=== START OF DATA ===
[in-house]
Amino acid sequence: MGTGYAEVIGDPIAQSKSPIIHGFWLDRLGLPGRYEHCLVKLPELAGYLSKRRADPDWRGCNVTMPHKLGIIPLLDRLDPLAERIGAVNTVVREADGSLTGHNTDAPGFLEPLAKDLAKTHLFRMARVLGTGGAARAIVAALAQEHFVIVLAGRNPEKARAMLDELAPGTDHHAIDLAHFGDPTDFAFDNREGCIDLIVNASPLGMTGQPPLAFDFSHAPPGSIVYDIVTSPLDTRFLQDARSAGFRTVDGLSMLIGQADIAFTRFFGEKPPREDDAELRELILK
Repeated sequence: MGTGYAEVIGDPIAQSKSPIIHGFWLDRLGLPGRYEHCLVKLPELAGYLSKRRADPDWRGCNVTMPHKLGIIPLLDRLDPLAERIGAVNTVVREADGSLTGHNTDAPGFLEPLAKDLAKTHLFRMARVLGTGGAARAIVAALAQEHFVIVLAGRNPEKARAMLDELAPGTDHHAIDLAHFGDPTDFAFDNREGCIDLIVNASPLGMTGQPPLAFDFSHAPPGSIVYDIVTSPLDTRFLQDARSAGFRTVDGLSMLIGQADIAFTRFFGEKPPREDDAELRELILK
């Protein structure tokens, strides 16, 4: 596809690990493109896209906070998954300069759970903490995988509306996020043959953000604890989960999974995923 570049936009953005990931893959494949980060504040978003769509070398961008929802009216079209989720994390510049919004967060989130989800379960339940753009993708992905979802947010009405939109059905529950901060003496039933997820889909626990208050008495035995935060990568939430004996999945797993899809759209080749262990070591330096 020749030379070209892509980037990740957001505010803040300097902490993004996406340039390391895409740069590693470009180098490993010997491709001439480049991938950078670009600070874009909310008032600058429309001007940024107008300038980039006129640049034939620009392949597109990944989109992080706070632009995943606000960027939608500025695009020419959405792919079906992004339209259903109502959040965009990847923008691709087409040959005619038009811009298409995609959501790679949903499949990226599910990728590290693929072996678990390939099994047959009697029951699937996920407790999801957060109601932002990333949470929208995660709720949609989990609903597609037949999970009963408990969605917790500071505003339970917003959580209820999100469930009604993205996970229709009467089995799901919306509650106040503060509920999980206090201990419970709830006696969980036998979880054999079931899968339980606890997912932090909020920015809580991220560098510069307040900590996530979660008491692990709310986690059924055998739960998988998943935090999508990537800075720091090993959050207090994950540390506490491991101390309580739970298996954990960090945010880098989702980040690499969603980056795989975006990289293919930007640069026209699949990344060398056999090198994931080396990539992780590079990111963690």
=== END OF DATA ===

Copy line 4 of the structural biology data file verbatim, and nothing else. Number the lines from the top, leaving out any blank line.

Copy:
């Protein structure tokens, strides 16, 4: 596809690990493109896209906070998954300069759970903490995988509306996020043959953000604890989960999974995923 570049936009953005990931893959494949980060504040978003769509070398961008929802009216079209989720994390510049919004967060989130989800379960339940753009993708992905979802947010009405939109059905529950901060003496039933997820889909626990208050008495035995935060990568939430004996999945797993899809759209080749262990070591330096 020749030379070209892509980037990740957001505010803040300097902490993004996406340039390391895409740069590693470009180098490993010997491709001439480049991938950078670009600070874009909310008032600058429309001007940024107008300038980039006129640049034939620009392949597109990944989109992080706070632009995943606000960027939608500025695009020419959405792919079906992004339209259903109502959040965009990847923008691709087409040959005619038009811009298409995609959501790679949903499949990226599910990728590290693929072996678990390939099994047959009697029951699937996920407790999801957060109601932002990333949470929208995660709720949609989990609903597609037949999970009963408990969605917790500071505003339970917003959580209820999100469930009604993205996970229709009467089995799901919306509650106040503060509920999980206090201990419970709830006696969980036998979880054999079931899968339980606890997912932090909020920015809580991220560098510069307040900590996530979660008491692990709310986690059924055998739960998988998943935090999508990537800075720091090993959050207090994950540390506490491991101390309580739970298996954990960090945010880098989702980040690499969603980056795989975006990289293919930007640069026209699949990344060398056999090198994931080396990539992780590079990111963690």